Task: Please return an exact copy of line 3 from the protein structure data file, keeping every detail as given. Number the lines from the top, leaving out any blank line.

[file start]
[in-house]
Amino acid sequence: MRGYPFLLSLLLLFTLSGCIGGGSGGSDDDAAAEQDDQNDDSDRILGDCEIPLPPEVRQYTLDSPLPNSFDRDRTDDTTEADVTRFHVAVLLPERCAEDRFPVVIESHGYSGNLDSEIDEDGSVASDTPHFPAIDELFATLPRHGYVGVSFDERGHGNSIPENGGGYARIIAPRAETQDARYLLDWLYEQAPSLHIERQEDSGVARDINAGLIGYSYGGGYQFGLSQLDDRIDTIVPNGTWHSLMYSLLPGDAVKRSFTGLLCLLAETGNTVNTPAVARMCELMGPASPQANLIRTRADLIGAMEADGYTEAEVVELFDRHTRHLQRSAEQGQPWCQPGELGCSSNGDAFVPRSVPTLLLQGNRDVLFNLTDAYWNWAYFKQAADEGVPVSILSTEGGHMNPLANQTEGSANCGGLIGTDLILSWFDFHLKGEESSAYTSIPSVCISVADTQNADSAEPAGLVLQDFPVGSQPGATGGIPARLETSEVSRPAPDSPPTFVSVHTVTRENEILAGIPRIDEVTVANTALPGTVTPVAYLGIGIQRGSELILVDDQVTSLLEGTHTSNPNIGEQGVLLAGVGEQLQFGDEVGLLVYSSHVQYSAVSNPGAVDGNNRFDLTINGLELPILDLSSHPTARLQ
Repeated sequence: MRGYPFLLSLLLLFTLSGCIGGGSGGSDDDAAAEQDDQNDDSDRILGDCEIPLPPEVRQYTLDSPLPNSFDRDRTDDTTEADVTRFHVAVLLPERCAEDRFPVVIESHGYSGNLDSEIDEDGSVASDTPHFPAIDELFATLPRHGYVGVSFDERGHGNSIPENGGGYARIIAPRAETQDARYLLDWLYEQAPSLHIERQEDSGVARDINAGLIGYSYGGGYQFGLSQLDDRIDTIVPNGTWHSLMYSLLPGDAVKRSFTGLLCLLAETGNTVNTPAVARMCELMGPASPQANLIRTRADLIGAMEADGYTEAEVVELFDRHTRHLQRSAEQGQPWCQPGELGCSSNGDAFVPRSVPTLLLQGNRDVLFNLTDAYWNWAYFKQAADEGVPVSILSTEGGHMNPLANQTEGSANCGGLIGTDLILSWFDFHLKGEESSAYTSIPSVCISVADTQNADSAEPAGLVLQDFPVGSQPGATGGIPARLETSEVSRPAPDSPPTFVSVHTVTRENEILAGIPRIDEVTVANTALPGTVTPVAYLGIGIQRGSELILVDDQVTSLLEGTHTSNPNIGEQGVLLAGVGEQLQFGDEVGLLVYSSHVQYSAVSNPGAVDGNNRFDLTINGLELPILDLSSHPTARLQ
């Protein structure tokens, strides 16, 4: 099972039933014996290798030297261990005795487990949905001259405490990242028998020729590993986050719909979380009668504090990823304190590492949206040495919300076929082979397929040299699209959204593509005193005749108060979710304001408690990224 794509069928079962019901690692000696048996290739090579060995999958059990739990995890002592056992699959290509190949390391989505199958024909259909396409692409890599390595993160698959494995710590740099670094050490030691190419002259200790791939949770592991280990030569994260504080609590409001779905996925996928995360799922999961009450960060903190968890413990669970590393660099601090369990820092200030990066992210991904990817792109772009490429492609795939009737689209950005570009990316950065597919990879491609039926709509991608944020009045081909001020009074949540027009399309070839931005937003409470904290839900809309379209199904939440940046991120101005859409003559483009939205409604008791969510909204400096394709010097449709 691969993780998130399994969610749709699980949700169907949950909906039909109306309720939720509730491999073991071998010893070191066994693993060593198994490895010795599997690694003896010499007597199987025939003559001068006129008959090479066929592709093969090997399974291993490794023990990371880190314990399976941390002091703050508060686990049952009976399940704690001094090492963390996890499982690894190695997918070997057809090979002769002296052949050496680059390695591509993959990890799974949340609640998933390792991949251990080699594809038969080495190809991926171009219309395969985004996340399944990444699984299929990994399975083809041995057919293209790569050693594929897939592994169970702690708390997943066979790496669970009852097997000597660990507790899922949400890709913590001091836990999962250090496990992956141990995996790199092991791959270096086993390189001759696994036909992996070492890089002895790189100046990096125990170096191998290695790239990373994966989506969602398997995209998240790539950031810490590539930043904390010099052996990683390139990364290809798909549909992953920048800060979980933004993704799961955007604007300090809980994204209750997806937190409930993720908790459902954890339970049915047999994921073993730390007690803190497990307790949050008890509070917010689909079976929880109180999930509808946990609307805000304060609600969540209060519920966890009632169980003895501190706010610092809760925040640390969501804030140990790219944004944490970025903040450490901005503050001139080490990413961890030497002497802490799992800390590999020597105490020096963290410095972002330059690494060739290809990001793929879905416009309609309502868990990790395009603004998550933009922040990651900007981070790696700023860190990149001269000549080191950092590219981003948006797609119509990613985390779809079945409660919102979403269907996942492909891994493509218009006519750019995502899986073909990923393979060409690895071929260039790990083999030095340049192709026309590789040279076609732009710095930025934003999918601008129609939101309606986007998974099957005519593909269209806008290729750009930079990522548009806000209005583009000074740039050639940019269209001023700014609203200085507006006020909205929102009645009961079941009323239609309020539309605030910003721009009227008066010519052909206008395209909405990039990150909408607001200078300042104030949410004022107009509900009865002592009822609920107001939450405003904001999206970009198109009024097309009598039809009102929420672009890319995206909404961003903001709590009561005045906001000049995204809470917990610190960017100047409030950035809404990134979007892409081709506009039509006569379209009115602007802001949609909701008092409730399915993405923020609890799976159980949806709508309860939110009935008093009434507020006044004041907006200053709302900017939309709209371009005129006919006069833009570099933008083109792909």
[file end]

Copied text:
Repeated sequence: MRGYPFLLSLLLLFTLSGCIGGGSGGSDDDAAAEQDDQNDDSDRILGDCEIPLPPEVRQYTLDSPLPNSFDRDRTDDTTEADVTRFHVAVLLPERCAEDRFPVVIESHGYSGNLDSEIDEDGSVASDTPHFPAIDELFATLPRHGYVGVSFDERGHGNSIPENGGGYARIIAPRAETQDARYLLDWLYEQAPSLHIERQEDSGVARDINAGLIGYSYGGGYQFGLSQLDDRIDTIVPNGTWHSLMYSLLPGDAVKRSFTGLLCLLAETGNTVNTPAVARMCELMGPASPQANLIRTRADLIGAMEADGYTEAEVVELFDRHTRHLQRSAEQGQPWCQPGELGCSSNGDAFVPRSVPTLLLQGNRDVLFNLTDAYWNWAYFKQAADEGVPVSILSTEGGHMNPLANQTEGSANCGGLIGTDLILSWFDFHLKGEESSAYTSIPSVCISVADTQNADSAEPAGLVLQDFPVGSQPGATGGIPARLETSEVSRPAPDSPPTFVSVHTVTRENEILAGIPRIDEVTVANTALPGTVTPVAYLGIGIQRGSELILVDDQVTSLLEGTHTSNPNIGEQGVLLAGVGEQLQFGDEVGLLVYSSHVQYSAVSNPGAVDGNNRFDLTINGLELPILDLSSHPTARLQ